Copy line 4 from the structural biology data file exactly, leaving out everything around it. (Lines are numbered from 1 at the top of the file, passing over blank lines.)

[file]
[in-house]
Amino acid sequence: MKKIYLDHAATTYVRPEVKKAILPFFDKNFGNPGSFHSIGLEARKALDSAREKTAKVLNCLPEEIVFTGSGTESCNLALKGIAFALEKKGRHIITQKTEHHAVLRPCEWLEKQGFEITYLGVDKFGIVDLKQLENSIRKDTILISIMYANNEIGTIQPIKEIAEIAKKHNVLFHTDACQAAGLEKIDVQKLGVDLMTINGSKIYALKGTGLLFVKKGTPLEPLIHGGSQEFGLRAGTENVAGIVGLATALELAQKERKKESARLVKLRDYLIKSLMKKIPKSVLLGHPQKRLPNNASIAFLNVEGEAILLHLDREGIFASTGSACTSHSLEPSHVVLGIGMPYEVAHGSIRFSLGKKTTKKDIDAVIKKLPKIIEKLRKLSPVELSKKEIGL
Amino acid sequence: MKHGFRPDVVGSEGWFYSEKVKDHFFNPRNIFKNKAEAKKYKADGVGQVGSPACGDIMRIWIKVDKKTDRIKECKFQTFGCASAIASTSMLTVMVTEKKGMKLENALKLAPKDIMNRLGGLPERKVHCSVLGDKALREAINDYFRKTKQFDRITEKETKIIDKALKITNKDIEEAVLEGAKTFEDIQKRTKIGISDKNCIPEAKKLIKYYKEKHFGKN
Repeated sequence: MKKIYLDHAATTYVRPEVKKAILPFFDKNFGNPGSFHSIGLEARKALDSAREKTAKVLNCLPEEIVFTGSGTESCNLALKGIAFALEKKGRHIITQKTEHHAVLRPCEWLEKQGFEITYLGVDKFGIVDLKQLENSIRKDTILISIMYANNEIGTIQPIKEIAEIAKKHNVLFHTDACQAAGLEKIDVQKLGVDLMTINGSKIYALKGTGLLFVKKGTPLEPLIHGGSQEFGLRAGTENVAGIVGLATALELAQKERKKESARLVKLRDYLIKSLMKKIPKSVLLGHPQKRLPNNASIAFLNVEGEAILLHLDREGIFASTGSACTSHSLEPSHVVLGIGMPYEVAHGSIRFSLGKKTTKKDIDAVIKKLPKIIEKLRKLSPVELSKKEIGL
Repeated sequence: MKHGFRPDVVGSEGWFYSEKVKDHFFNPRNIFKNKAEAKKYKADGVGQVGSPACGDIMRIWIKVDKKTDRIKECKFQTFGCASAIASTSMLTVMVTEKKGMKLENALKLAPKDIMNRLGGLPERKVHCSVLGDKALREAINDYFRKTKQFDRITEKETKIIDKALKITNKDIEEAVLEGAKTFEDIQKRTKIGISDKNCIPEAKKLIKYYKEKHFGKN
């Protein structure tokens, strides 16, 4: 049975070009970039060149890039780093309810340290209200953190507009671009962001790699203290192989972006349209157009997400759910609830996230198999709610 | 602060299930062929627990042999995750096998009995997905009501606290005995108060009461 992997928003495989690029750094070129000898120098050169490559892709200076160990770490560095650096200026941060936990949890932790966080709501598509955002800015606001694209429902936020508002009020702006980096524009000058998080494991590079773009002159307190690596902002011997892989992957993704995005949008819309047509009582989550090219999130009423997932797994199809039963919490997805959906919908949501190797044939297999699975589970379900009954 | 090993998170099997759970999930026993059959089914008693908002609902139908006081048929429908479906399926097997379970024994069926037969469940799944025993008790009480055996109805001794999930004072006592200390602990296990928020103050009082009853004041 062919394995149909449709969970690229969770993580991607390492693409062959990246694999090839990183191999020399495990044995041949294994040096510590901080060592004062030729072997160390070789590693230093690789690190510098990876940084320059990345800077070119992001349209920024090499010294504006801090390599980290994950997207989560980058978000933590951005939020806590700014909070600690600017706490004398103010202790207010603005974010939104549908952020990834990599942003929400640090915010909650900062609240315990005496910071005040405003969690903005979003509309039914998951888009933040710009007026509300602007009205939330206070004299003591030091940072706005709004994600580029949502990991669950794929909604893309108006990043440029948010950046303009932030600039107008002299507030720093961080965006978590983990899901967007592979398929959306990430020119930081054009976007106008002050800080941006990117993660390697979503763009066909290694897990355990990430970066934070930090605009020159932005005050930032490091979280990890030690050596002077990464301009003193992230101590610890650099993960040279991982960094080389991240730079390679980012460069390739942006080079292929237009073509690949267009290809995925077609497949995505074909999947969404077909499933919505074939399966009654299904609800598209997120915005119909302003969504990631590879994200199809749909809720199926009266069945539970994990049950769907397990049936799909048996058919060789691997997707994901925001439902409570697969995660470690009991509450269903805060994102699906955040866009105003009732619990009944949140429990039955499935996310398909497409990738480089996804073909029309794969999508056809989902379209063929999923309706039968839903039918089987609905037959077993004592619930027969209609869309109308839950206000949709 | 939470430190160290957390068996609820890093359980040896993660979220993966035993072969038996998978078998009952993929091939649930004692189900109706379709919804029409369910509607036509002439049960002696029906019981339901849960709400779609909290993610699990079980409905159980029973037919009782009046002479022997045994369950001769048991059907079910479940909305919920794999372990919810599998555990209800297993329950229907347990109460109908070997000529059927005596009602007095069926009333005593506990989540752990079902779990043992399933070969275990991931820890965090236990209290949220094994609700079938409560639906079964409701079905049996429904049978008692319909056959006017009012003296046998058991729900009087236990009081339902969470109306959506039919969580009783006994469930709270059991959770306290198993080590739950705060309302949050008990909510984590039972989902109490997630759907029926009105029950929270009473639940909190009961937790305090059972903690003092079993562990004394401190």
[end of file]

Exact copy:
Repeated sequence: MKKIYLDHAATTYVRPEVKKAILPFFDKNFGNPGSFHSIGLEARKALDSAREKTAKVLNCLPEEIVFTGSGTESCNLALKGIAFALEKKGRHIITQKTEHHAVLRPCEWLEKQGFEITYLGVDKFGIVDLKQLENSIRKDTILISIMYANNEIGTIQPIKEIAEIAKKHNVLFHTDACQAAGLEKIDVQKLGVDLMTINGSKIYALKGTGLLFVKKGTPLEPLIHGGSQEFGLRAGTENVAGIVGLATALELAQKERKKESARLVKLRDYLIKSLMKKIPKSVLLGHPQKRLPNNASIAFLNVEGEAILLHLDREGIFASTGSACTSHSLEPSHVVLGIGMPYEVAHGSIRFSLGKKTTKKDIDAVIKKLPKIIEKLRKLSPVELSKKEIGL